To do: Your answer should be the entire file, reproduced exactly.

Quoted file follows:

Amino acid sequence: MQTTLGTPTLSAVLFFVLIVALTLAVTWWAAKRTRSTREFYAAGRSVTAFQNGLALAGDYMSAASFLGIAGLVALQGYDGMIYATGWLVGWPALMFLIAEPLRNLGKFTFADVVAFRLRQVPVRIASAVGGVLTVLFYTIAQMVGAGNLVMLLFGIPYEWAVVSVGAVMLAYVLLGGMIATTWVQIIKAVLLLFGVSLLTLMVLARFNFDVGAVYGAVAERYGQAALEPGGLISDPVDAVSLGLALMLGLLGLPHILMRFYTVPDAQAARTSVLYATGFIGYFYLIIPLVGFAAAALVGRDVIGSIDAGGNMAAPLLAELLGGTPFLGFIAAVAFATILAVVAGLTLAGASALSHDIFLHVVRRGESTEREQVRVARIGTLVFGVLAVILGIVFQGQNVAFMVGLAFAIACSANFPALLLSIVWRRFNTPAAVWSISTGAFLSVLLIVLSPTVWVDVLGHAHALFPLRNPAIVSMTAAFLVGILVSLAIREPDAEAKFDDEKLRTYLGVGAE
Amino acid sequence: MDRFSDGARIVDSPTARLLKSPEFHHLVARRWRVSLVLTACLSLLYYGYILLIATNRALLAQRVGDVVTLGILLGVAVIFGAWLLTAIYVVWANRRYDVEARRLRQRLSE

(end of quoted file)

Amino acid sequence: MQTTLGTPTLSAVLFFVLIVALTLAVTWWAAKRTRSTREFYAAGRSVTAFQNGLALAGDYMSAASFLGIAGLVALQGYDGMIYATGWLVGWPALMFLIAEPLRNLGKFTFADVVAFRLRQVPVRIASAVGGVLTVLFYTIAQMVGAGNLVMLLFGIPYEWAVVSVGAVMLAYVLLGGMIATTWVQIIKAVLLLFGVSLLTLMVLARFNFDVGAVYGAVAERYGQAALEPGGLISDPVDAVSLGLALMLGLLGLPHILMRFYTVPDAQAARTSVLYATGFIGYFYLIIPLVGFAAAALVGRDVIGSIDAGGNMAAPLLAELLGGTPFLGFIAAVAFATILAVVAGLTLAGASALSHDIFLHVVRRGESTEREQVRVARIGTLVFGVLAVILGIVFQGQNVAFMVGLAFAIACSANFPALLLSIVWRRFNTPAAVWSISTGAFLSVLLIVLSPTVWVDVLGHAHALFPLRNPAIVSMTAAFLVGILVSLAIREPDAEAKFDDEKLRTYLGVGAE
Amino acid sequence: MDRFSDGARIVDSPTARLLKSPEFHHLVARRWRVSLVLTACLSLLYYGYILLIATNRALLAQRVGDVVTLGILLGVAVIFGAWLLTAIYVVWANRRYDVEARRLRQRLSE